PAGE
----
Yea or Nay: A Quick Analysis of the Draft Marriages Bill of 2018

For the last couple of weeks, a lot has been said about the upcoming Marriages Bill, from minimum of age of consent to marriage, to the decriminalization of the transmission of HIV, among other concerns. There has been heated public debate on the implications of the Bill, but surprisingly, most people not having read the actual Bill. This short analysis looks at some of the important clauses in the Bill.

One of the most important aspects of the Bill is that it sets the minimum age of marriage as 18 years. It reconciles all the contradictions in our laws and complies with the 2016 Constitutional court case of Mudzuru & Tsopodzi vs Minister of Justice, Legal & Parliamentary Affairs N.O; Minister of Women’s Affairs, Gender & Community Development &Attorney General of Zimbabwe which outlawed child marriage. It also criminalizes the participation of any person in a child marriage. This means that all players, from the tete, to munyai or any person who participates in such a marriage is guilty of an offense. The law sets the bar high and this clause will go a long way in dealing with child marriages. However, it must be noted that the issues with child marriages go beyond just the minimum age of consent. A lot of issues will have to be dealt with, as is done by the SADC Model Law on Eradicating Child Marriage and Protecting Children Already in Marriage which has a holistic approach in dealing with eradicating child marriages.

The Bill reconciles all marriage laws into one bill. It names two types of marriage ie civil marriage which is monogamous and customary marriage which is subject to the customary law of the people concerned. The Bill seeks to create equality of all marriages and states that all parties have equal rights and obligations. This is a marked difference from the current regime which seems to create a hierarchy of civil marriage 5:11, registered customary marriage 5:07 and Unregistered Customary Law Union at the bottom. However, the bill also outlines that persons in a ‘registered customary law marriage in which the husband has no other existing spouse may convert their marriage to a civil marriage.’ This clause may be regarded as bringing back the hierarchy of marriages as the use of the word ‘convert’ seems to imply that. Why does one need to convert if there is already equality of marriage? While this may mean that the parties would want to enter into a monogamous relationship, the clause may be misconstrued to mean civil marriages are better.

One of the challenges of the current marriages is that marriage officers are few and not accessible to all. The Bill adds chiefs as marriage officers, which is a step in the right direction to ensure more people register their marriages. However, one wonders how accessible the chiefs are in some of the areas. For instance, a person does not approach the chief’s court empty handed but needs a goat or cash. It is not clear if there will be an exception when it comes to marriages as some people cannot afford that. In addition, how geographically accessible are chiefs? Are they within walking distance to most of their people or does this mean the general populace still needs to commute to be able to see their chief?

Most marriages in Zimbabwe are unregistered customary law unions. The Bill provides for these marriages to be registered and provides for one to register their marriage within three months. Furthermore, there is provision for further guidelines regarding the documentation required for marriage registration to be put in place. It will be important to note how these will impact the actual registration of the marriage. The Bill also provides that, ‘Failure to register a marriage contracted at customary law with respect to the status, guardianship, custody and the rights of succession of the children of such marriage.’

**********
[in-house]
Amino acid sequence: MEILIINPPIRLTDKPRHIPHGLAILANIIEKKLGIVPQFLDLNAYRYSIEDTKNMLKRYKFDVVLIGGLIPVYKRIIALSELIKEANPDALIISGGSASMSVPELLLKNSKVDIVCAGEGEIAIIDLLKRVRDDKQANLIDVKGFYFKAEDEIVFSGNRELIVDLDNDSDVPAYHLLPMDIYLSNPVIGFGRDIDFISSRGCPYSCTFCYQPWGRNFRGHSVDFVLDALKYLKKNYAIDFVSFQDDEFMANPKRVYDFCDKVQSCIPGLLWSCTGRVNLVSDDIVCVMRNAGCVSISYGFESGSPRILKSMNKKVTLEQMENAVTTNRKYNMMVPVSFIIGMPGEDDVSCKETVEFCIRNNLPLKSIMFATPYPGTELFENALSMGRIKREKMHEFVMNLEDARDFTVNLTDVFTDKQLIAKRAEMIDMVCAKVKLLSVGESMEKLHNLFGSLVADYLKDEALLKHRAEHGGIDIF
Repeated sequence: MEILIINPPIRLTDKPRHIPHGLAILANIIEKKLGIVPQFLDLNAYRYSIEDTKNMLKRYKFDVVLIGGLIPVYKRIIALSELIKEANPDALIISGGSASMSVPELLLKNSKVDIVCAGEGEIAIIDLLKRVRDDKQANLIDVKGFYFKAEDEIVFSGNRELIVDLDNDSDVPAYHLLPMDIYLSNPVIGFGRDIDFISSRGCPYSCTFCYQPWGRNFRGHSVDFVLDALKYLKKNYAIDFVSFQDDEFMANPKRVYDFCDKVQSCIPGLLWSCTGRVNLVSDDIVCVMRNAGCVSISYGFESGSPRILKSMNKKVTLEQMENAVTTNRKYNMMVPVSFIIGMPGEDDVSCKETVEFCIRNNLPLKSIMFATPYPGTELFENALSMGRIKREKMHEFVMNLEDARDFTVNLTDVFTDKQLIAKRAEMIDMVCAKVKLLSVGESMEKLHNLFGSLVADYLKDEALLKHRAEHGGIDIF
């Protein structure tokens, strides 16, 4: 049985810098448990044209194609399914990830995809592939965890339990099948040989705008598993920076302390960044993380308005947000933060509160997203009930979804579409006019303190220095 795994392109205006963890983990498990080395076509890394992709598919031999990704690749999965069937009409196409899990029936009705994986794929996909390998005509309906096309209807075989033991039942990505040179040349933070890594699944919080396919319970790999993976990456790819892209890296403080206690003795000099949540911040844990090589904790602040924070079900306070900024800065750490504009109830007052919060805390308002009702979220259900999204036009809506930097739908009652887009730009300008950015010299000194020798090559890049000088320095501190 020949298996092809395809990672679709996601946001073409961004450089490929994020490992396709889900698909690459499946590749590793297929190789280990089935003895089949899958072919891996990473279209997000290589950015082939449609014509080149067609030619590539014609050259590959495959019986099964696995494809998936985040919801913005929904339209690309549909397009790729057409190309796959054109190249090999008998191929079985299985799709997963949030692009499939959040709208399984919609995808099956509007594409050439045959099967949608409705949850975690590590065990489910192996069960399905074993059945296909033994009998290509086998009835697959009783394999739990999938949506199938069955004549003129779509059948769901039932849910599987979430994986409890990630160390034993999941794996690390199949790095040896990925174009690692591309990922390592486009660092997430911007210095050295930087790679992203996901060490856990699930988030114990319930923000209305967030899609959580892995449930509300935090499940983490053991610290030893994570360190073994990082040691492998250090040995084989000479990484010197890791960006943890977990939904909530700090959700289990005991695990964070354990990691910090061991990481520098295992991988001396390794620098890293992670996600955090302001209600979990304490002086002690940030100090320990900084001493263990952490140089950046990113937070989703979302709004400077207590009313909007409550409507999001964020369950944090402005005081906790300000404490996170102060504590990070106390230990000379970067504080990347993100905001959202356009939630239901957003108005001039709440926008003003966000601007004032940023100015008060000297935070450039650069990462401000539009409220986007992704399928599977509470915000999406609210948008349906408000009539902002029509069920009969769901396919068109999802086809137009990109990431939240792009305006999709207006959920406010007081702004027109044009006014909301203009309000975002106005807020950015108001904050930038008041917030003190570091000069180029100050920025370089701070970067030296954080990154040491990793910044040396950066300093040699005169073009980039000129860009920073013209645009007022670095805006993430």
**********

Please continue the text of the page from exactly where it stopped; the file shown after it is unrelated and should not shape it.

The Marriage Bill adds a new category known as civil partnerships. These are defined as two people over 18 who have lived together but are not legally married. They are also known as common law marriages and where parties have been together for a while, they are deemed to be married. This covers people who are cohabiting or as they are called in Shona, kuchaya mapoto. The general comments clarify that they are not recognized as marriages, but the new Bill seeks to ‘realize justice between the parties to the relationship in terms of the Matrimonial Causes Act upon the dissolution of the relationship.’ This adequately protects women who have been treated unfairly by families because they were not legally married but lived with the man for years. In determining if such a relationship existed, the Bill considers many factors like duration of the relationship, common residence, if there was a sexual relationship, degree of financial dependency, care and support, reputation and public aspects of the relationship.

However, the Bill also makes it clear that the above factors may not be necessary to prove a civil partnership existed and adds that the court will have discretion to add more requirements. In my view, this makes the criteria to decide such a matter vague and gives the court too much leeway, which can be problematic. The fact that the court gives guidelines but adds that these may not be necessary, makes the matter difficult and gives the judicial officer too much room to make a decision. The guidelines must be wide and assist the officer in making a decision rather than giving the judicial officer the decision to not follow those guidelines.

Source: Caroline Kache, Women and Law in Southern Africa – Zimbabwe

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